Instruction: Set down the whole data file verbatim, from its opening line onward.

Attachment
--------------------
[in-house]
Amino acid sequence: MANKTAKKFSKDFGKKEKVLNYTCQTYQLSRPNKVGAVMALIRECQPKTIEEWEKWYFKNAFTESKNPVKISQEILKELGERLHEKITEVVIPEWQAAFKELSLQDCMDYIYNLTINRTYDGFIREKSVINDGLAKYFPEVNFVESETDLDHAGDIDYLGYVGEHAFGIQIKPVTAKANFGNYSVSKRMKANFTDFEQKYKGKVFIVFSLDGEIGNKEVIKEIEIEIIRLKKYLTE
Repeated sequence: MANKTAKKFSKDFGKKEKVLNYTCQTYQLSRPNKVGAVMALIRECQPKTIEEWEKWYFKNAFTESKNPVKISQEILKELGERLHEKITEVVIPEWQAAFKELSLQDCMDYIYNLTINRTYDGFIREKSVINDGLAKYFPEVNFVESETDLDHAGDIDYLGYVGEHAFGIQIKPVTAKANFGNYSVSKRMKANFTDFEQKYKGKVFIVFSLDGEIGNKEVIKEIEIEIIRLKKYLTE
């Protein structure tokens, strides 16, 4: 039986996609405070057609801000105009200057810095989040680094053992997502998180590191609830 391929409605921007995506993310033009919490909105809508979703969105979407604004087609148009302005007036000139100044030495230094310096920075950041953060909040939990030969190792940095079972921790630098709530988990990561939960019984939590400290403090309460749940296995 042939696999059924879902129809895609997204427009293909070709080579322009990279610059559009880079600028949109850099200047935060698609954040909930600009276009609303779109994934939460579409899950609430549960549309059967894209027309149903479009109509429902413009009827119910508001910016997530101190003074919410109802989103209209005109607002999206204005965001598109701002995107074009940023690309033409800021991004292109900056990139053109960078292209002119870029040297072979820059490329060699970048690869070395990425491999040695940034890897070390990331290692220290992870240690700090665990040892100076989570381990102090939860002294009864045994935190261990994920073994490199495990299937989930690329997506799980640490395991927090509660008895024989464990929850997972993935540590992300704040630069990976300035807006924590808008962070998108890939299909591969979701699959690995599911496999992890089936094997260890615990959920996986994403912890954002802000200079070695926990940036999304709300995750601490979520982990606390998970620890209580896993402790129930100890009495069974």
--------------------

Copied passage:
[in-house]
Amino acid sequence: MANKTAKKFSKDFGKKEKVLNYTCQTYQLSRPNKVGAVMALIRECQPKTIEEWEKWYFKNAFTESKNPVKISQEILKELGERLHEKITEVVIPEWQAAFKELSLQDCMDYIYNLTINRTYDGFIREKSVINDGLAKYFPEVNFVESETDLDHAGDIDYLGYVGEHAFGIQIKPVTAKANFGNYSVSKRMKANFTDFEQKYKGKVFIVFSLDGEIGNKEVIKEIEIEIIRLKKYLTE
Repeated sequence: MANKTAKKFSKDFGKKEKVLNYTCQTYQLSRPNKVGAVMALIRECQPKTIEEWEKWYFKNAFTESKNPVKISQEILKELGERLHEKITEVVIPEWQAAFKELSLQDCMDYIYNLTINRTYDGFIREKSVINDGLAKYFPEVNFVESETDLDHAGDIDYLGYVGEHAFGIQIKPVTAKANFGNYSVSKRMKANFTDFEQKYKGKVFIVFSLDGEIGNKEVIKEIEIEIIRLKKYLTE
């Protein structure tokens, strides 16, 4: 039986996609405070057609801000105009200057810095989040680094053992997502998180590191609830 391929409605921007995506993310033009919490909105809508979703969105979407604004087609148009302005007036000139100044030495230094310096920075950041953060909040939990030969190792940095079972921790630098709530988990990561939960019984939590400290403090309460749940296995 042939696999059924879902129809895609997204427009293909070709080579322009990279610059559009880079600028949109850099200047935060698609954040909930600009276009609303779109994934939460579409899950609430549960549309059967894209027309149903479009109509429902413009009827119910508001910016997530101190003074919410109802989103209209005109607002999206204005965001598109701002995107074009940023690309033409800021991004292109900056990139053109960078292209002119870029040297072979820059490329060699970048690869070395990425491999040695940034890897070390990331290692220290992870240690700090665990040892100076989570381990102090939860002294009864045994935190261990994920073994490199495990299937989930690329997506799980640490395991927090509660008895024989464990929850997972993935540590992300704040630069990976300035807006924590808008962070998108890939299909591969979701699959690995599911496999992890089936094997260890615990959920996986994403912890954002802000200079070695926990940036999304709300995750601490979520982990606390998970620890209580896993402790129930100890009495069974």